Gabe with HeadphonesTake a moment and make a mental list of all the times you hear music throughout your day. Many of you listen to music in the car, possibly at work, while exercising and in your home. It is a large part of our daily lives and it has the ability to excite us, help us focus and even to calm us. Recent studies have found that while music can affect us, it can also affect our pets. By using music, many of you at home have the ability to aid in the recovery or healing of your pets. A research study found that music can mask sudden, distressing noises that could negatively impact your pet’s recovery and well-being. While research has not identified what specific genre is generally most effective, it is agreed upon by researchers that when using music to relax an animal, softer and relaxing music is more effective (classical) compared to the genres of pop and heavy metal. The use of other sounds, such as static or white noise has also proven to have beneficial effect on an animal’s recovery period compared to a specific genre.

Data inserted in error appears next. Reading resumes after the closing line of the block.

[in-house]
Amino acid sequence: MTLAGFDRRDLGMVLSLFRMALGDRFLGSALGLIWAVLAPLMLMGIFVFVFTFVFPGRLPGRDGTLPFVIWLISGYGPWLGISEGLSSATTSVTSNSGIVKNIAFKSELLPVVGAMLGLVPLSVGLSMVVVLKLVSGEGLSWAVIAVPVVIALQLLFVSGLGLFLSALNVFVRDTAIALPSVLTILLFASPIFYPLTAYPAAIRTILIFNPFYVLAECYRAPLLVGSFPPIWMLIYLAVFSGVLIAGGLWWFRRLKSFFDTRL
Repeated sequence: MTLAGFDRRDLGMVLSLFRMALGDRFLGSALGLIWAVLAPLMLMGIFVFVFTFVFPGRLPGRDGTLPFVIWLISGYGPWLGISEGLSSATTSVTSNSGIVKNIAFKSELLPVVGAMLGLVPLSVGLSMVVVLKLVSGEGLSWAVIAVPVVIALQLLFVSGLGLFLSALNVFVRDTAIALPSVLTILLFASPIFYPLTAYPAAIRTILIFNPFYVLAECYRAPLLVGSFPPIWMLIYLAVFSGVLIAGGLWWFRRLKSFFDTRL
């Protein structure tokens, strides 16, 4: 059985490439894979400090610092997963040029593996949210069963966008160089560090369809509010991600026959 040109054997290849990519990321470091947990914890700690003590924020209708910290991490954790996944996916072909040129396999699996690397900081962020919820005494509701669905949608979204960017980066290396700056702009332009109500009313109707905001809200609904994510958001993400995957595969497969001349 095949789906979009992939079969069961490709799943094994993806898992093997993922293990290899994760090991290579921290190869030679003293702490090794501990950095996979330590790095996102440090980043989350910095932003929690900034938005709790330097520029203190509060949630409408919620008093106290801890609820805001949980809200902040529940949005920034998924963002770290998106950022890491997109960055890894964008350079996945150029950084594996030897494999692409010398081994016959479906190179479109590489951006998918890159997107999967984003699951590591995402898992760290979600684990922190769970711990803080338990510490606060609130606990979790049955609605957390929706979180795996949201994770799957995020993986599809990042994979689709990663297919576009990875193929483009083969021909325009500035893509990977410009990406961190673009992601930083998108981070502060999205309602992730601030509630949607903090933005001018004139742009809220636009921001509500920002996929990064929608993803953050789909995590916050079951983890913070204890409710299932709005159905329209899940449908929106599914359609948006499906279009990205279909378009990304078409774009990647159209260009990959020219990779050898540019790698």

One must use caution, however, when implementing music during the recovery process of their pet. While it has the ability to expedite the process of healing through relaxation, it also has the ability to over stimulate and possible induce more stress. Studies found that noise such as loud radio music at 70-80 decibels had a negative effect on dogs’ blood glucose levels. Many researchers urge pet-owners to keep the level of noise around or below 60 decibels, which is equivalent to low conversation. Here at Gilbertsville Veterinary Hospital, we want what’s best for you and your pets. In order to ensure the most comfortable environment for your pet, we will be implementing the use of music and other white noise in our recovery area to create a calm, warm and relaxing space during your pet’s post-surgical recovery experience – Abigail R. Hanlon, Music Therapy Major, Marywood University.

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